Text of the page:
Why Bill Hader Was The Only One Who Could Direct Barry Season 4

As HBO's acclaimed comedy/drama series "Barry" prepares to wrap up with its fourth and final season (read /Film's review here), co-creator and star Bill Hader is learning how to stretch his directing muscles to reach the finish line. The "Saturday Night Live" alum has already demonstrated his skills behind the camera with his previous directorial efforts on the show, yet season 4 marks the first time in the history of "Barry" that he's helmed every single episode.

Hader has proven himself to be quite the auteur throughout the four-season run of "Barry." The series has developed a distinct style that's on full display in episodes like "ronny/lily," a surreal odyssey that depicts a bad day on the hitman job for Barry, and "710N," which features an exhilaratingly unique motorcycle chase sequence. Hader is primarily known for his comedic performances, but the actor started his career in Hollywood as a production assistant with the intention of one day becoming a filmmaker. That makes "Barry" a return to his roots more than a change of creative direction.

A killer vision

According to The Wrap, it was unit production manager Aida Rodgers who personally told Bill Hader that he should take the directing reins for the show's final season. "I had grown very much as a writer and as a director [over the previous seasons], and I had a very clear idea of how everything should look," Hader explained. He continued:

"I think it got to a place where it made more sense for me to do them all, because I think you could've brought in Martin Scorsese and I still would've been like, 'Oh no, the camera needs to go over there!' I would've driven everybody crazy because I was so clear with the way I thought it needed to look."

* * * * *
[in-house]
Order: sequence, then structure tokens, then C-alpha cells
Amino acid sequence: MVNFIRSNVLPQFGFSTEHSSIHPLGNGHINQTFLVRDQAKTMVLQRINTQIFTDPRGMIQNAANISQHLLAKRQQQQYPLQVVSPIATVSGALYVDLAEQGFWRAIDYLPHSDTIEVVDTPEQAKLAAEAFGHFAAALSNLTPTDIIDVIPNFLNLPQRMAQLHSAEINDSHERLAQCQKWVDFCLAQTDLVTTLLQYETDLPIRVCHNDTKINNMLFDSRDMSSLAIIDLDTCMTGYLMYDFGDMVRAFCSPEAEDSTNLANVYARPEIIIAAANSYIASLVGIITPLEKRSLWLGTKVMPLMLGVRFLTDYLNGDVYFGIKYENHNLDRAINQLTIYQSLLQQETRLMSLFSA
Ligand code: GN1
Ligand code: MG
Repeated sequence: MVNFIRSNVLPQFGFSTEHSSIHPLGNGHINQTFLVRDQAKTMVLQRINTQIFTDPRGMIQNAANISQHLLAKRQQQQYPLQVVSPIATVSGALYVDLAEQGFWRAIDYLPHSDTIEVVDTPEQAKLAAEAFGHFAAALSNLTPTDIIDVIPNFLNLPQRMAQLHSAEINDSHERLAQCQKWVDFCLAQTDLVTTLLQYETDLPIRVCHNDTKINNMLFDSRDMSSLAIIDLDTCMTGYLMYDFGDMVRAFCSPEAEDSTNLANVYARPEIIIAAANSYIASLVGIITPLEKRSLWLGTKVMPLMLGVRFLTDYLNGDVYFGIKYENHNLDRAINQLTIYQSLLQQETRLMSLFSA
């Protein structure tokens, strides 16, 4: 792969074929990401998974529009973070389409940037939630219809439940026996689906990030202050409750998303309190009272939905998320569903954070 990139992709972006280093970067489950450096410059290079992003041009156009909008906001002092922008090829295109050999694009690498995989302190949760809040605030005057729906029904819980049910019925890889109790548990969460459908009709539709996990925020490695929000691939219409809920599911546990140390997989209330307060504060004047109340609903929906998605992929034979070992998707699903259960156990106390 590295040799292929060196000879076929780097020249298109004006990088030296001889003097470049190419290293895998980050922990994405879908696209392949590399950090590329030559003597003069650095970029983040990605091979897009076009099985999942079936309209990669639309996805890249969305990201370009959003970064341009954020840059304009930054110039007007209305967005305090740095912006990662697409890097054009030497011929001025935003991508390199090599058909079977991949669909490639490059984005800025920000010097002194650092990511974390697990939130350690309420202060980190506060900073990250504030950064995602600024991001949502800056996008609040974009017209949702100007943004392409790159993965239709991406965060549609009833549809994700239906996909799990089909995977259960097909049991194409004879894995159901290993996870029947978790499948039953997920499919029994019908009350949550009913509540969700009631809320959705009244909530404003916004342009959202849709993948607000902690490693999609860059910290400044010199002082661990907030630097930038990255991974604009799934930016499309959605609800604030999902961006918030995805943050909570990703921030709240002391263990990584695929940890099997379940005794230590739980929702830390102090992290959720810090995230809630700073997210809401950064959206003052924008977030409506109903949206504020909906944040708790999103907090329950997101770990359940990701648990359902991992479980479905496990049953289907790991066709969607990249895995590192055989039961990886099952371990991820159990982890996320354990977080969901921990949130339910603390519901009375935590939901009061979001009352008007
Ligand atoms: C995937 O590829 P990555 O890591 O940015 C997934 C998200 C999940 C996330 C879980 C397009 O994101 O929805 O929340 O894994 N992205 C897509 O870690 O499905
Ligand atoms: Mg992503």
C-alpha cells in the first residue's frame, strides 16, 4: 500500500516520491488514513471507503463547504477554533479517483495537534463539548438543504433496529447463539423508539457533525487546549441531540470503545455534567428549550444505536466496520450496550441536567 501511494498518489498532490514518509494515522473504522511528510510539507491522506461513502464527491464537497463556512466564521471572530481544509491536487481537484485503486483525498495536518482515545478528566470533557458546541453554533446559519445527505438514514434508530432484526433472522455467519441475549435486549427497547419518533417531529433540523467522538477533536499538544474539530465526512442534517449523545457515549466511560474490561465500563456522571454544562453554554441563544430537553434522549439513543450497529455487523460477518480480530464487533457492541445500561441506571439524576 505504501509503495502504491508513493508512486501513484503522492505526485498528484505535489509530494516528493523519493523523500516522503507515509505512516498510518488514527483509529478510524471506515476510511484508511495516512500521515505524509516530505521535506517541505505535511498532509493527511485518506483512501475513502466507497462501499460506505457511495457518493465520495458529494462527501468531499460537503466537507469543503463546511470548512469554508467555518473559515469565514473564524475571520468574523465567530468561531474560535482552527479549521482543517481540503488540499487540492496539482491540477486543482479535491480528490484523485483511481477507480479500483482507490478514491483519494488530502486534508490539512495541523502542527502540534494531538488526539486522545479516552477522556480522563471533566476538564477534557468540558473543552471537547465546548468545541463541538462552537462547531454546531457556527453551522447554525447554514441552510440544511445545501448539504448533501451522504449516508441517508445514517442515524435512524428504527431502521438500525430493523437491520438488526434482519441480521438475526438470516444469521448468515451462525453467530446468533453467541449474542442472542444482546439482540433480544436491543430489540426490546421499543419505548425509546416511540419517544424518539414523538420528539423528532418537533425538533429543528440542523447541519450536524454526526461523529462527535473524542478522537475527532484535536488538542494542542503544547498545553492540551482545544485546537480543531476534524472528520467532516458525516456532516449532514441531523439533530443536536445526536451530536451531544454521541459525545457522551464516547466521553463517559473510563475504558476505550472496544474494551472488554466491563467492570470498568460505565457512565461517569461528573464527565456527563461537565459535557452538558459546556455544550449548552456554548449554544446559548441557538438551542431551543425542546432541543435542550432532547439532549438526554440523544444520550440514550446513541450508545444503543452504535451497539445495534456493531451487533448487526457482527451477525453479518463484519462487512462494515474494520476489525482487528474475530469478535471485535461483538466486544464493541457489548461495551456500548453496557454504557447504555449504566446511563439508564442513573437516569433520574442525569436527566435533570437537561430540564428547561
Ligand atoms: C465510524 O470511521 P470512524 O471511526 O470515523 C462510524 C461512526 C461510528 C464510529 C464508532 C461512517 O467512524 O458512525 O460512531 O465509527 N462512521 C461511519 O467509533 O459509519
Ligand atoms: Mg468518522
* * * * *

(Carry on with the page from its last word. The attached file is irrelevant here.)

Hader grew up devouring movies in his youth and came to develop a keen understanding of the language of cinema. "Barry" writer and co-executive producer Duffy Boudreau, who has also been friends with Hader since they were high schoolers, told The Wrap that all the material Hader watched when he was younger "just really sunk in him in a way where he's absorbed it."

More than just cool

"Barry" has previously taken some unorthodox approaches to its visual aspects. That highway motorcycle sequence, for example, doesn't feature the same sort of cuts to close-ups found in the traditional action scene. Rather, the camera angles retain static positions, a technique that Bill Hader seems to utilize in order to further suffocate the viewer with suspense. Hader talked about his methods, explaining:

"I think it's mostly being able to trust my instincts, understanding certain technical things, understanding how to cut in a way and what can and can't be done in an editing room, and just knowing that my best work when I'm a director comes when I'm thinking in terms of how to tell the story as opposed to, 'Wouldn't it be cool if we did this?'"

The simple pitch for "Barry" is "hitman who wants to become an actor," but the series has progressed into a modern crime epic about the traumatic effects and destructive shockwaves of rampant violence. Hader has likewise evolved into a confident filmmaker of his own, and we can only hope that this won't be the last time we see him in the director's chair.

"Barry" season 4 will premiere April 16, 2023, on HBO.